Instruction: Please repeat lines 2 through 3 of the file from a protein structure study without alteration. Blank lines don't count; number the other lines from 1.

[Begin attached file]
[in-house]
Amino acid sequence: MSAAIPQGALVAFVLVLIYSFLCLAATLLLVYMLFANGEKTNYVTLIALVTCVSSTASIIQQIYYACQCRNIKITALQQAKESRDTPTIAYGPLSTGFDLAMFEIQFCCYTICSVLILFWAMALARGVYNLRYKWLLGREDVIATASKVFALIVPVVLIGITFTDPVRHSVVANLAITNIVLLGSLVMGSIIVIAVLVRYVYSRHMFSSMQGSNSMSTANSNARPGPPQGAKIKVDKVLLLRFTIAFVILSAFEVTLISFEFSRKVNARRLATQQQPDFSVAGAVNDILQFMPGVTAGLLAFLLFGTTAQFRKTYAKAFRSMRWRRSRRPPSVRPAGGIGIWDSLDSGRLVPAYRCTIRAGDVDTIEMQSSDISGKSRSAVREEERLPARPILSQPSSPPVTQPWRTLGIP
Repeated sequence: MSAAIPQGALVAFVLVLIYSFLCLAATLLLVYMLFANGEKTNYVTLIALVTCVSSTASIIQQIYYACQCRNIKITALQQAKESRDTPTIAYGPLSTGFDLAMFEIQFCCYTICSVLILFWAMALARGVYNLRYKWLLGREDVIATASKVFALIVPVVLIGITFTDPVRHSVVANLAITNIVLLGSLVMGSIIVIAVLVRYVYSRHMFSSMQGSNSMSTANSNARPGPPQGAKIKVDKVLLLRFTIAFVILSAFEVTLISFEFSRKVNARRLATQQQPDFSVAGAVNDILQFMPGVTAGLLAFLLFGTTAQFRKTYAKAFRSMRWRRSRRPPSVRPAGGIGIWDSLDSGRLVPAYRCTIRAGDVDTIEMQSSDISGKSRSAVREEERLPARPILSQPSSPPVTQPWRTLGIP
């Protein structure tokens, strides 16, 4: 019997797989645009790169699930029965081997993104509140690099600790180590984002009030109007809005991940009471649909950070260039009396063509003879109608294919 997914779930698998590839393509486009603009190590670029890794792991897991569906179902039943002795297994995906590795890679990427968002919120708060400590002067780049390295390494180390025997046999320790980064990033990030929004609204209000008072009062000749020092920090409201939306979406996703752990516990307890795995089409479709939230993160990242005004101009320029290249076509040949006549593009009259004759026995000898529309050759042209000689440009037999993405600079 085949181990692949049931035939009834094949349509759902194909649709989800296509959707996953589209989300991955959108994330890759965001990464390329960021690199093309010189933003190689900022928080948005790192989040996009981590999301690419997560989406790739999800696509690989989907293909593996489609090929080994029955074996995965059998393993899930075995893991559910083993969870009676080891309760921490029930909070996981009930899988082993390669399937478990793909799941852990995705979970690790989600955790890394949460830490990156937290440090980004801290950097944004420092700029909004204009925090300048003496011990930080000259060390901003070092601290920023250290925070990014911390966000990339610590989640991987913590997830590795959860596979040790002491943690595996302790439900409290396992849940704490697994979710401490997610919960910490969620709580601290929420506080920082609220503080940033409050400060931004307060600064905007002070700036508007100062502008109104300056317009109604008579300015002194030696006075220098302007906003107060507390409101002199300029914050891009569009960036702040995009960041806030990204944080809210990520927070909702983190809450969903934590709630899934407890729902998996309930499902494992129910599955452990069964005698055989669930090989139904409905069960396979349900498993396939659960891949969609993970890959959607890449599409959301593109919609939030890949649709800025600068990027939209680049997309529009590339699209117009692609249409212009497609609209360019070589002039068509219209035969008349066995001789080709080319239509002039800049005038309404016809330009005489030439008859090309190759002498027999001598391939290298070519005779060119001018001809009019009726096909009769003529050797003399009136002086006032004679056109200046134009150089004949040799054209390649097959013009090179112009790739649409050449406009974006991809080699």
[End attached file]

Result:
Amino acid sequence: MSAAIPQGALVAFVLVLIYSFLCLAATLLLVYMLFANGEKTNYVTLIALVTCVSSTASIIQQIYYACQCRNIKITALQQAKESRDTPTIAYGPLSTGFDLAMFEIQFCCYTICSVLILFWAMALARGVYNLRYKWLLGREDVIATASKVFALIVPVVLIGITFTDPVRHSVVANLAITNIVLLGSLVMGSIIVIAVLVRYVYSRHMFSSMQGSNSMSTANSNARPGPPQGAKIKVDKVLLLRFTIAFVILSAFEVTLISFEFSRKVNARRLATQQQPDFSVAGAVNDILQFMPGVTAGLLAFLLFGTTAQFRKTYAKAFRSMRWRRSRRPPSVRPAGGIGIWDSLDSGRLVPAYRCTIRAGDVDTIEMQSSDISGKSRSAVREEERLPARPILSQPSSPPVTQPWRTLGIP
Repeated sequence: MSAAIPQGALVAFVLVLIYSFLCLAATLLLVYMLFANGEKTNYVTLIALVTCVSSTASIIQQIYYACQCRNIKITALQQAKESRDTPTIAYGPLSTGFDLAMFEIQFCCYTICSVLILFWAMALARGVYNLRYKWLLGREDVIATASKVFALIVPVVLIGITFTDPVRHSVVANLAITNIVLLGSLVMGSIIVIAVLVRYVYSRHMFSSMQGSNSMSTANSNARPGPPQGAKIKVDKVLLLRFTIAFVILSAFEVTLISFEFSRKVNARRLATQQQPDFSVAGAVNDILQFMPGVTAGLLAFLLFGTTAQFRKTYAKAFRSMRWRRSRRPPSVRPAGGIGIWDSLDSGRLVPAYRCTIRAGDVDTIEMQSSDISGKSRSAVREEERLPARPILSQPSSPPVTQPWRTLGIP